The non-event this week of whether the Fed will or won't raise interest rates, symbolically, metaphorically, or categorically, will make headlines whether we like it or not. And, it will make headlines whether it matters or not in the long run to the market and the economy.
That’s just the nature of the news, the markets, politics and religion these days. Substance takes a back seat to clicks on a webpage. The normal is pushed aside for the abnormal.
“Investors are awaiting this week's Fed monetary policy meeting and news on whether it will raise benchmark U.S. rates for the first time since 2006,” reports Reuters. “The Fed is scheduled to meet on Wednesday and Thursday.”
Why investors will await a meeting that, whatever course of action is taken, will be of little consequence, is anyone’s guess.
But the much-anticipated fall lift off date for an interest rate hike— a hike that was going to be puny in any event— doesn't seem as likely as it did before. Previously investors were relying on the forecasted economy rather than the real one the rest of us actually have to live and work in.
But now that the non-event-event is upon us, the Fed has to take into account both the non-inflationary nature of the real economy and the real non-growth that leads the real non-inflationary trend.
Confused? Good: You now qualify as a Federal Reserve banker.
Sure GDP is a little stronger in the 2nd quarter than it was in the 1st quarter, but that that’s not saying much. At this pace GDP growth will probably come in at less than 2% for the year, a rate that is par for the subpar course for this Fed and this administration.
Take oil prices, which David Williams and I discuss at length at RansomNotes.tv. Oil prices stayed high as the Fed pumped cash into financial markets, but prices fell once the Fed stopped quantitative easing. For a time lower prices helped goose the economy, and the labor force. But now that demand worldwide has fallen, oil prices are helping fuel deflation.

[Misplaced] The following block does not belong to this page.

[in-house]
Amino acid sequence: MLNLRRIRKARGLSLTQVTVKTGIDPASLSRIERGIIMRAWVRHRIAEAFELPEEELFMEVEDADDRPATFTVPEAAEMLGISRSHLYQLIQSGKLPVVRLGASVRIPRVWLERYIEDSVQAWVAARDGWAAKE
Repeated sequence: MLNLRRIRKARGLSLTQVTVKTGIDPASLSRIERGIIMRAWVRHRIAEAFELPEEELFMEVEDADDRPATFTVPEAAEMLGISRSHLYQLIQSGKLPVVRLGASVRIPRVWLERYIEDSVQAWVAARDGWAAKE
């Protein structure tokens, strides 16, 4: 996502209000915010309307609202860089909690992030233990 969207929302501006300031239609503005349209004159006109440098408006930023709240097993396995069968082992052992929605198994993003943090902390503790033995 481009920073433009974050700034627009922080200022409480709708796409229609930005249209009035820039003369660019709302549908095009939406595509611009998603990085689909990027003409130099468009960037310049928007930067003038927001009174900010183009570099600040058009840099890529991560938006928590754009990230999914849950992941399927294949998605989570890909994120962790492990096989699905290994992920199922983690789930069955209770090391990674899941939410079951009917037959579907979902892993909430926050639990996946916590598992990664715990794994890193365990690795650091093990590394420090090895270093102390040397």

So, some argue that an interest rate hike is necessary, not to keep inflation in check, but rather to bolster confidence that Fed had some idea what it was talking about when it telegraphed an interest rate hike earlier this year. And perhaps even more, it will bolster confidence that this is a Fed that knows what it is doing.
The Los Angeles Times made that point— but didn’t quite mean to— when it asked editorially: “If [the economy is] not strong enough now to handle a return to normalcy in monetary policy, when will it be?”
Remember this is a Fed that has instituted coordinated, worldwide measures to create inflation. That these measures have been unprecedented in scope, historic in magnitude and lasting nearly a decade in the process should only heighten the concern. Once again another year is half spent with no real result to point to from this unique and awesome intervention in the world wide economy.
If inflation was the goal, the Fed failed again.
Growth should be the goal— inflation is a symptom of growth, not its engine— but in growing GDP the Fed has failed too.
Perhaps it’s time to ask a different question: If an abnormal monetary policy has led to abnormal results, will normalcy in monetary policy lead to normal results?
I can’t speak for anyone else, but as the world rushes of in an abnormal canter towards the more and more abnormal in news, markets, politics and religion, normal would feel extraordinary to me.